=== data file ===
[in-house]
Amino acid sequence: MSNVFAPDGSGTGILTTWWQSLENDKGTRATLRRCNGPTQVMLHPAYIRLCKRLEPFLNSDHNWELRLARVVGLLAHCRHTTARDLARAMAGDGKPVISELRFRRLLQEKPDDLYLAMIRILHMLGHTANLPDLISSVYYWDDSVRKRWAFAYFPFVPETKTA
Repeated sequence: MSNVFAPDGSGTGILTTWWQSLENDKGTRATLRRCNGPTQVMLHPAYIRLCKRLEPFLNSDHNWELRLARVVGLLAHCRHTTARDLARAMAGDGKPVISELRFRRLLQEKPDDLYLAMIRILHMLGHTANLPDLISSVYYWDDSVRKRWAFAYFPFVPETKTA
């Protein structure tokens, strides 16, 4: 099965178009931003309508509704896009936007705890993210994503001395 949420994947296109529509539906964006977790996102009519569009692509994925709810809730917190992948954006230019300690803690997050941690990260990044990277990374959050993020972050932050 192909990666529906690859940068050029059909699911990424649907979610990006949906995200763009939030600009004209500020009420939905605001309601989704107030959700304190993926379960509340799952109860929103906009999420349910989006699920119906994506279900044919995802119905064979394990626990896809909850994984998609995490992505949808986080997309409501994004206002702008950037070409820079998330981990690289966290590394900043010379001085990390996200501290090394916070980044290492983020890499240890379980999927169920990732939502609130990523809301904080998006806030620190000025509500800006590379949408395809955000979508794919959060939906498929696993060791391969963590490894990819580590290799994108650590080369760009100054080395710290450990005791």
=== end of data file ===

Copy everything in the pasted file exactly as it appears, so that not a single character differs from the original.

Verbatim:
[in-house]
Amino acid sequence: MSNVFAPDGSGTGILTTWWQSLENDKGTRATLRRCNGPTQVMLHPAYIRLCKRLEPFLNSDHNWELRLARVVGLLAHCRHTTARDLARAMAGDGKPVISELRFRRLLQEKPDDLYLAMIRILHMLGHTANLPDLISSVYYWDDSVRKRWAFAYFPFVPETKTA
Repeated sequence: MSNVFAPDGSGTGILTTWWQSLENDKGTRATLRRCNGPTQVMLHPAYIRLCKRLEPFLNSDHNWELRLARVVGLLAHCRHTTARDLARAMAGDGKPVISELRFRRLLQEKPDDLYLAMIRILHMLGHTANLPDLISSVYYWDDSVRKRWAFAYFPFVPETKTA
């Protein structure tokens, strides 16, 4: 099965178009931003309508509704896009936007705890993210994503001395 949420994947296109529509539906964006977790996102009519569009692509994925709810809730917190992948954006230019300690803690997050941690990260990044990277990374959050993020972050932050 192909990666529906690859940068050029059909699911990424649907979610990006949906995200763009939030600009004209500020009420939905605001309601989704107030959700304190993926379960509340799952109860929103906009999420349910989006699920119906994506279900044919995802119905064979394990626990896809909850994984998609995490992505949808986080997309409501994004206002702008950037070409820079998330981990690289966290590394900043010379001085990390996200501290090394916070980044290492983020890499240890379980999927169920990732939502609130990523809301904080998006806030620190000025509500800006590379949408395809955000979508794919959060939906498929696993060791391969963590490894990819580590290799994108650590080369760009100054080395710290450990005791």